I can feel the icy glass
against my pulse even now.
I remember the cold bottle,
one small hand grasping the neck,
the other clutching the flat bottom.
Sometimes the milk had a bubble
rising up the side
when I carried it
from the front door
into the kitchen.
I tried to peel the cap back quickly,
pour only the cream that sat at the top.
I asked my grandmother
to help me decant
the velvety sweetness in a thick drizzle
over the raspberries,
that I had earlier sugared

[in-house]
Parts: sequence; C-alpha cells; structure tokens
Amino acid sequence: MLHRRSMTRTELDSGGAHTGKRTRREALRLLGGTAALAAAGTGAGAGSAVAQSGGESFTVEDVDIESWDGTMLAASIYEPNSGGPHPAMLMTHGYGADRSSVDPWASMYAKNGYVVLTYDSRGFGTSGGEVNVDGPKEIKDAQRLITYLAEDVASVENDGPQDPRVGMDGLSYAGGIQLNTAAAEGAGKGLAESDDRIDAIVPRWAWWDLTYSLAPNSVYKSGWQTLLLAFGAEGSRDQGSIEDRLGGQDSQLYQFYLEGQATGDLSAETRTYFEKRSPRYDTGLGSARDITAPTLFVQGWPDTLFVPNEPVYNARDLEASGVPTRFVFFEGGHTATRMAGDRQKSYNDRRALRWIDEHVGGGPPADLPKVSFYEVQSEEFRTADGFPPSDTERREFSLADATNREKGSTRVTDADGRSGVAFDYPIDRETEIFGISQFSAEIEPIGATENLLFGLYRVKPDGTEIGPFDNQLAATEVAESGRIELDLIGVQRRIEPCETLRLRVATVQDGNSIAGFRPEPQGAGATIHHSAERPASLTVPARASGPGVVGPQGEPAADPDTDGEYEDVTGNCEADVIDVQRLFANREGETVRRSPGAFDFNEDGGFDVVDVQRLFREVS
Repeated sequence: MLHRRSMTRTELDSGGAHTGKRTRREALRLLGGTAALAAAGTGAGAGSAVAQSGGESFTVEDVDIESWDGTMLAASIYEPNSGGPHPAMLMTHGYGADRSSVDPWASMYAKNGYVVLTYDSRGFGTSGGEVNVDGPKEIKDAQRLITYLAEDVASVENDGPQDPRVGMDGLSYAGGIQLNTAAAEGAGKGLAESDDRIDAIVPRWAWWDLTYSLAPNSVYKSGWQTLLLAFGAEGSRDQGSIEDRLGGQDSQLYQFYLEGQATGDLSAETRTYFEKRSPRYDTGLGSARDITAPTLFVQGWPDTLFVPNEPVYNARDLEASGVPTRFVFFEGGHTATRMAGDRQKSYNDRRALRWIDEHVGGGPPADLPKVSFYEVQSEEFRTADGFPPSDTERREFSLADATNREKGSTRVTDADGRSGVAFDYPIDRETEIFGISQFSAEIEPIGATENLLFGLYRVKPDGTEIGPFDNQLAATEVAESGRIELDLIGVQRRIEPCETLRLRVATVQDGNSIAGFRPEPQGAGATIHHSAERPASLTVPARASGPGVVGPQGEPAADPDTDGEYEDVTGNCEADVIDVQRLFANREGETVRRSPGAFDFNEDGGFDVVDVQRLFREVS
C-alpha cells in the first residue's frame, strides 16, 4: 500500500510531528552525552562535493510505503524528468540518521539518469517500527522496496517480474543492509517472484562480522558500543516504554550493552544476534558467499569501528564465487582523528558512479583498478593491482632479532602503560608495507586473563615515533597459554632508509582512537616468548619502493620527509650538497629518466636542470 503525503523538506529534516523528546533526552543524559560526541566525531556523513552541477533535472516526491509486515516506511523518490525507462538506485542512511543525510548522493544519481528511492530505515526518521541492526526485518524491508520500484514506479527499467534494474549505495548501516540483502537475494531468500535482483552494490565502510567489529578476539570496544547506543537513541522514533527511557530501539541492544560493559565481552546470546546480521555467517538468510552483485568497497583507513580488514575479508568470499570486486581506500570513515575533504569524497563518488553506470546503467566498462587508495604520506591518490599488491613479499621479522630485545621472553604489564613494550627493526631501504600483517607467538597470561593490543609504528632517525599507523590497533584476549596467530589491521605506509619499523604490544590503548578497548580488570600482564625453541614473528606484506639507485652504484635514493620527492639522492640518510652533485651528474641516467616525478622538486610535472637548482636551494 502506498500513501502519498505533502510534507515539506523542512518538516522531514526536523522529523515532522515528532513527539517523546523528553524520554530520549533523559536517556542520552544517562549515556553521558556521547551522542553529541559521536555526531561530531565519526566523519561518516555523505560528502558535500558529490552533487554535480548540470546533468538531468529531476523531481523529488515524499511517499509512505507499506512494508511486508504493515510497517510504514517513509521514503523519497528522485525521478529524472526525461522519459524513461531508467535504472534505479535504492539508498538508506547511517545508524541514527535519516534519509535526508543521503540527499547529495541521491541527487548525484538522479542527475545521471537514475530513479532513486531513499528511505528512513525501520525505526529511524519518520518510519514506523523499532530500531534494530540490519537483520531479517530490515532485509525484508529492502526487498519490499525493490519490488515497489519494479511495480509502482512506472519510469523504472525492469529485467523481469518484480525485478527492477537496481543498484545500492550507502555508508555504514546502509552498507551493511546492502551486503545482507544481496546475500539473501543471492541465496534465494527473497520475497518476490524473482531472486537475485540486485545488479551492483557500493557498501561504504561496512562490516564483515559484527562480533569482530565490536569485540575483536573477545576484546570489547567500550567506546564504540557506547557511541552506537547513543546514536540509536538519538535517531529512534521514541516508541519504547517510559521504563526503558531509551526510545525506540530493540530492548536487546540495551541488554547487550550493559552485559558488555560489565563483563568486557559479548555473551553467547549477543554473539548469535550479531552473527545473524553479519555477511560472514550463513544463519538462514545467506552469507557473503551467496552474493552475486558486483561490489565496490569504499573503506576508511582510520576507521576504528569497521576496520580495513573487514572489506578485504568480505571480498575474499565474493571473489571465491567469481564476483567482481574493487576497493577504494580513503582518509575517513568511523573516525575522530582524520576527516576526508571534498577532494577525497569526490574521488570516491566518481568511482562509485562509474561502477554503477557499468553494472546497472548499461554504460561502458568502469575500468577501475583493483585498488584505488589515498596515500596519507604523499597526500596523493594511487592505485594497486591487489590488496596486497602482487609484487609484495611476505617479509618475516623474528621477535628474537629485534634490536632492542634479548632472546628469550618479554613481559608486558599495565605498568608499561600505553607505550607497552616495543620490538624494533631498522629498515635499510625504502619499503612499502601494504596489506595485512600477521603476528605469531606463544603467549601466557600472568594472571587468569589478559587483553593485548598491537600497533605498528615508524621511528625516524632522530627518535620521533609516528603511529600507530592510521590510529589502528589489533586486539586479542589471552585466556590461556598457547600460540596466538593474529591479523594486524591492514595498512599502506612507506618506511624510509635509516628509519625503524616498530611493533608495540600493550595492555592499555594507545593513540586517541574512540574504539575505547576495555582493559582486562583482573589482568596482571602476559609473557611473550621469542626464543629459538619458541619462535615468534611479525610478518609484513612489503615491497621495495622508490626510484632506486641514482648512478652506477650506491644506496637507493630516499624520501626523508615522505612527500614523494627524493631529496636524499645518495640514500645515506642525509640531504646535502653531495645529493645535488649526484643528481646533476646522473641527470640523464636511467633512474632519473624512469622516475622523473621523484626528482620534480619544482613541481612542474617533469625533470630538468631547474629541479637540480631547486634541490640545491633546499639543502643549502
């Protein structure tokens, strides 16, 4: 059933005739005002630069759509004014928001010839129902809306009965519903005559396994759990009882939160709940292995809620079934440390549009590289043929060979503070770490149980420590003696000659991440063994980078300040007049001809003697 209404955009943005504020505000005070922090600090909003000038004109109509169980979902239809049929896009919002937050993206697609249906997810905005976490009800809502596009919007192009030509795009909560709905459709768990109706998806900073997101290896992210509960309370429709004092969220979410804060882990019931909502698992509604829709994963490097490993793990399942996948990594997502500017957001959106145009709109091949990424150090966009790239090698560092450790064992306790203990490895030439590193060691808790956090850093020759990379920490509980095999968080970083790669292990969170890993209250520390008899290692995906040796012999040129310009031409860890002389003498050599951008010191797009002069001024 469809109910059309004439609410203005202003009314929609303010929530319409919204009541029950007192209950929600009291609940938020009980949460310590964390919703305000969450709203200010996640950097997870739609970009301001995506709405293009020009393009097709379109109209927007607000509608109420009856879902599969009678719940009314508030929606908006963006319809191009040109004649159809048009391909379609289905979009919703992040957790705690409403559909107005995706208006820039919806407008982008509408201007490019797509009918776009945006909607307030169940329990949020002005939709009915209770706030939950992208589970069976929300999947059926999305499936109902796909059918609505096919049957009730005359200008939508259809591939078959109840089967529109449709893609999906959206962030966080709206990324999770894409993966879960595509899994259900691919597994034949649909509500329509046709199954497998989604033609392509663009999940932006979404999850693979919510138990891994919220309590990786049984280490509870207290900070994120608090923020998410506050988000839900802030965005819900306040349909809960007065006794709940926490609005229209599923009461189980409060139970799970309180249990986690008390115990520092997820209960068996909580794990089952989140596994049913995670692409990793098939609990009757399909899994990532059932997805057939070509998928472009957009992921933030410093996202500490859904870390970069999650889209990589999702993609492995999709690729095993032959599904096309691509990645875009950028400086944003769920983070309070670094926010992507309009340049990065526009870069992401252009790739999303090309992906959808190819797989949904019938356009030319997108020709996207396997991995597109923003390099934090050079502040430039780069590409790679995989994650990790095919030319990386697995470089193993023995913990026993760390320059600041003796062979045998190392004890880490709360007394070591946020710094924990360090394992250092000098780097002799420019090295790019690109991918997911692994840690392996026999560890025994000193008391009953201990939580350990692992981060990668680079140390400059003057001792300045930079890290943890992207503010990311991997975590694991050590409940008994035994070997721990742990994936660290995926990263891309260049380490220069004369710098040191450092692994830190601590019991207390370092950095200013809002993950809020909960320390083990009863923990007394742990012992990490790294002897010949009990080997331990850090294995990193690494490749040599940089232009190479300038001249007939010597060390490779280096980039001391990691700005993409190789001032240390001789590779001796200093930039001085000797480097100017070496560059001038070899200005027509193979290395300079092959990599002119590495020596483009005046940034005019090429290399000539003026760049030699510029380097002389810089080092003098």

and piled into a pyramid
in the cereal bowl.
I wanted to eat the berries and cream
with my little engraved spoon,
touch my tongue to the curved edge,
sure that I could taste the silver,
before she shook the bottle,
mixed the suspension,
and added corn flakes to the bowl
for my proper breakfast.
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